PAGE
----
102
00:10:37,433 –> 00:10:39,933

103
00:10:39,933 –> 00:10:47,167
To generate our “y” value, we
use a slightly more complicated
Python expression.

104
00:10:47,167 –> 00:10:53,267
I’ll demonstrate how we nest one
Python expression within
another.

105
00:10:53,267 –> 00:11:03,933
We use the familiar sequence-
operator, channel, then sample-
when we create our expression
string.

106
00:11:03,933 –> 00:11:05,267

107
00:11:05,267 –> 00:11:12,667
We need to reference the
operator named “wave3” and its’
first channel.

108
00:11:12,667 –> 00:11:16,900
BUT which sample do we wish to
evaluate?

109
00:11:16,900 –> 00:11:21,967
We can choose any sample from a
range of 60.

110
00:11:21,967 –> 00:11:24,667

111
00:11:24,667 –> 00:11:35,300
In order to dynamically change
the sample we wish to evaluate,
we need another Python
expression.

112
00:11:35,300 –> 00:11:48,933
The value created by the slider,
and re-ranged by the “math2”
operator, is the number of the
sample we wish to evaluate.

113
00:11:48,933 –> 00:11:51,100

114
00:11:51,100 –> 00:11:59,300
To access this value, we use our
familiar Python string-
operator, channel, sample.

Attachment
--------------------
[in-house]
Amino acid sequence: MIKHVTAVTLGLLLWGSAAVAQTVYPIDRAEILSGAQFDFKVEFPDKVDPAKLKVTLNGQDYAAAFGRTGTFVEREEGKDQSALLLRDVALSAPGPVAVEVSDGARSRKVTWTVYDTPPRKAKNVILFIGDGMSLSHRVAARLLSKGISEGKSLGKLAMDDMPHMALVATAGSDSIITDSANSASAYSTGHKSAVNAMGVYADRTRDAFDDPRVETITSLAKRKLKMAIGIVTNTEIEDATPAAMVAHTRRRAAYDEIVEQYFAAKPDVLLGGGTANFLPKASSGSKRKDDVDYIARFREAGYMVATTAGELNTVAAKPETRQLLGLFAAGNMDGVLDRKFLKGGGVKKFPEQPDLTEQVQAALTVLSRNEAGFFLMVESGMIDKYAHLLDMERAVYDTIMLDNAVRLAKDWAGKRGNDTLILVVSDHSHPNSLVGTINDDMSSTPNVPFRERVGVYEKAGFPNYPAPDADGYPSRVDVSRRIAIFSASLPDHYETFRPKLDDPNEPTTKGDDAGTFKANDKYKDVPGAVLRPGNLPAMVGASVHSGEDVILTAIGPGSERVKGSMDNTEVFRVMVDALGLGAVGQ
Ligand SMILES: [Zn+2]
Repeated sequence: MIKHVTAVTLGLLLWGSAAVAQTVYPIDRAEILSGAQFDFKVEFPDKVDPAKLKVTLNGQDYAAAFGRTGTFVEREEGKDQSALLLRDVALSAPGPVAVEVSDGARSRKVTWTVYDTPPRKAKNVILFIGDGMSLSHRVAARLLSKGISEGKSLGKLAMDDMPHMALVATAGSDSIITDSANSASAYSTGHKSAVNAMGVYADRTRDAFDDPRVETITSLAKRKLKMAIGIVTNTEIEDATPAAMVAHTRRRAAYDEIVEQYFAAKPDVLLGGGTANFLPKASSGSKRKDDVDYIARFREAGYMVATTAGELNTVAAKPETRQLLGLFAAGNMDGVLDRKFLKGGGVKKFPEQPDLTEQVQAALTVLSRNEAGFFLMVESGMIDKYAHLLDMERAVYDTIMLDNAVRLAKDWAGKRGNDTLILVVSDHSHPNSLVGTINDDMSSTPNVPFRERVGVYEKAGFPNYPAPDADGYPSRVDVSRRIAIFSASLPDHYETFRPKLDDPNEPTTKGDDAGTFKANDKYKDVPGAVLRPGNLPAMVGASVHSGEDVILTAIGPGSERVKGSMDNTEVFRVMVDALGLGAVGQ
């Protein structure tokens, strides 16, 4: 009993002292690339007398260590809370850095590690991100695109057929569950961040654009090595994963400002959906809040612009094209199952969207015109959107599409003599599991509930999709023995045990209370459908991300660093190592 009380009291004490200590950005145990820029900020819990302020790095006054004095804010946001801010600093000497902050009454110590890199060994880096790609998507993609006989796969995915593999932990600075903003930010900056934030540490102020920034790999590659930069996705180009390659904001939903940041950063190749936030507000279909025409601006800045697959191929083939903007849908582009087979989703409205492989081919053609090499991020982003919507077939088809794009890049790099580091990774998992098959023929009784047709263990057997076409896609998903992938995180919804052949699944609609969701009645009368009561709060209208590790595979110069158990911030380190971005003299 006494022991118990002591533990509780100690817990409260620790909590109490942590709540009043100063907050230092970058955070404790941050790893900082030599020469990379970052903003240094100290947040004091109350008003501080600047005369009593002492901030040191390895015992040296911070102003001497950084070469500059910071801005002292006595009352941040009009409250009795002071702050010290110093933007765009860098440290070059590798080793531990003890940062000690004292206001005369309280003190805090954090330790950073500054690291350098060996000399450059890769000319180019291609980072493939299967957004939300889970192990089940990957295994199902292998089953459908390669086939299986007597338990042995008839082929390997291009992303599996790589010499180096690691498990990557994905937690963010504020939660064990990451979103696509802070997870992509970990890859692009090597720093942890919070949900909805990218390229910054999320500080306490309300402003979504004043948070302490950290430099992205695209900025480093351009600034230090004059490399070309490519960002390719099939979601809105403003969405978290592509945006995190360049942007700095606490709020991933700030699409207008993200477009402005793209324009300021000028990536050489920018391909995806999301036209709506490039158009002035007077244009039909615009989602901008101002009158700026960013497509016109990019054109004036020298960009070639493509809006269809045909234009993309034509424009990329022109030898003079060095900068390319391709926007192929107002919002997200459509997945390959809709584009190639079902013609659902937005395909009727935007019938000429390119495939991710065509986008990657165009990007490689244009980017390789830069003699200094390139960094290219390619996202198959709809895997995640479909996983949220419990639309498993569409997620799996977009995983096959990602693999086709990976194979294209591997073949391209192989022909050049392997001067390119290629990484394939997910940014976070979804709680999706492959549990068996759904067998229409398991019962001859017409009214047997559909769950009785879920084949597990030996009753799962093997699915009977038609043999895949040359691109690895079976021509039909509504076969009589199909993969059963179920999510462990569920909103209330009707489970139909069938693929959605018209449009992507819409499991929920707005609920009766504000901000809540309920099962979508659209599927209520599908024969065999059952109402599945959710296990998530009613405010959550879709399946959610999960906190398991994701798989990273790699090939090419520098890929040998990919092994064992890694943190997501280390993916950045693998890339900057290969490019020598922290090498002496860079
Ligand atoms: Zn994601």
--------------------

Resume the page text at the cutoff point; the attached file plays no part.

115
00:11:59,300 –> 00:12:09,733
The operator is “math2”, the
channel is 0, and we evaluate
the first sample.

116
00:12:09,733 –> 00:12:15,100
We can also access the channel
by name, in this case “y”.

117
00:12:15,100 –> 00:12:17,800

118
00:12:17,800 –> 00:12:30,933
Now I will cut that entire
Python expression string, and
use it as the “.eval” argument
in my first Python string.

119
00:12:30,933 –> 00:12:31,900

120
00:12:31,900 –> 00:12:42,500
Now the value of the “math2”
operator is the value we use to
sample the waveform shape of the
“wave3” CHOP.

121
00:12:42,500 –> 00:12:43,533

122
00:12:43,533 –> 00:12:53,233
By nesting one Python expression
in another, we are able to
access two operators
simultaneously-

123
00:12:53,233 –> 00:12:55,233
and apply selected values from
them to another operator- in
this case the circle TOP.